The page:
• The architects’ intention was to design for spatial harmony, taking into consideration family traditions, local climate, and contemporary lifestyles | CH House | ODDO Architects | STIRworld
    The architects’ intention was to design for spatial harmony, taking into consideration family traditions, local climate, and contemporary lifestyles Image: Courtesy of Hoang Le photography



While concerns of ventilation and light were dealt with through the facade, skylights, fenestrations, and multi-height spaces, the other factor that the architects had to address was the need for greenery in a limited space. Though spatial configurations of the residence allow for indoor gardens and trees, incorporating them in the design naturally, without it appearing a forced presence amid the built structure was challenging.

Helping the design, in this aspect, is the material palette and the planning of spatial transitions. The trees, planters, and indoor gardens were placed in a manner that would mark passive edges between the different functions. A significant element of the interior design is the three void gap, separating the house’s volume—the light wells of the two main staircases and the recreational area near the front facade. These spaces, along with their role in delivering natural light to the lower-level spaces, carve out rooms for natural vegetation, breaking the monotonous flow of the built volumes. “CH house is not only a home for dwellers but also a place attempting to create the linkage between humans and nature that is very often missing in Hanoi because of its many environmental problems and limited green spaces,” mentions ODDO architects.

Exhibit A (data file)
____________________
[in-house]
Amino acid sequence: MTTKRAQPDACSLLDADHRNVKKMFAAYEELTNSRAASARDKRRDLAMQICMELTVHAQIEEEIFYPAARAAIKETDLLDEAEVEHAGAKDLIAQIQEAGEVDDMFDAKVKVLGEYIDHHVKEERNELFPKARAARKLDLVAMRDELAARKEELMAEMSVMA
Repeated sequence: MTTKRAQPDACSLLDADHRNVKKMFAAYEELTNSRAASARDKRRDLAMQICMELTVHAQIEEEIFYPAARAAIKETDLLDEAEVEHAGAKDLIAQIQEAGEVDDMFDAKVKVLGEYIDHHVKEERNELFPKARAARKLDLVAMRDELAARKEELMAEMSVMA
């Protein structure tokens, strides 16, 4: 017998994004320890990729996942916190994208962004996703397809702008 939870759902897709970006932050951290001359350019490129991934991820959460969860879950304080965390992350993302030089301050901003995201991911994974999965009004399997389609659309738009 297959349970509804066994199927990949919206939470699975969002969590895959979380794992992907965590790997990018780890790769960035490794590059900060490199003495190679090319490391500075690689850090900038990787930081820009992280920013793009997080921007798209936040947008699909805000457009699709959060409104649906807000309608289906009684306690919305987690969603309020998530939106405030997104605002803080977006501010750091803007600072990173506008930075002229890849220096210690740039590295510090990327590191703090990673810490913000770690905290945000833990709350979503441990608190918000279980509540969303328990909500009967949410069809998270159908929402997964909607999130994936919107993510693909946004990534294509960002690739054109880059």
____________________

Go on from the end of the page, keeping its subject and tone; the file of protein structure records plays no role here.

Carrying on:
• The façade of the house is designed as a double layer, with an outer layer made from perforated cement blocks and a steel-framed glass inner layer  | CH House | ODDO Architects | STIRworld
    The façade of the house is designed as a double layer, with an outer layer made from perforated cement blocks and a steel-framed glass inner layer Image: Courtesy of Hoang Le photography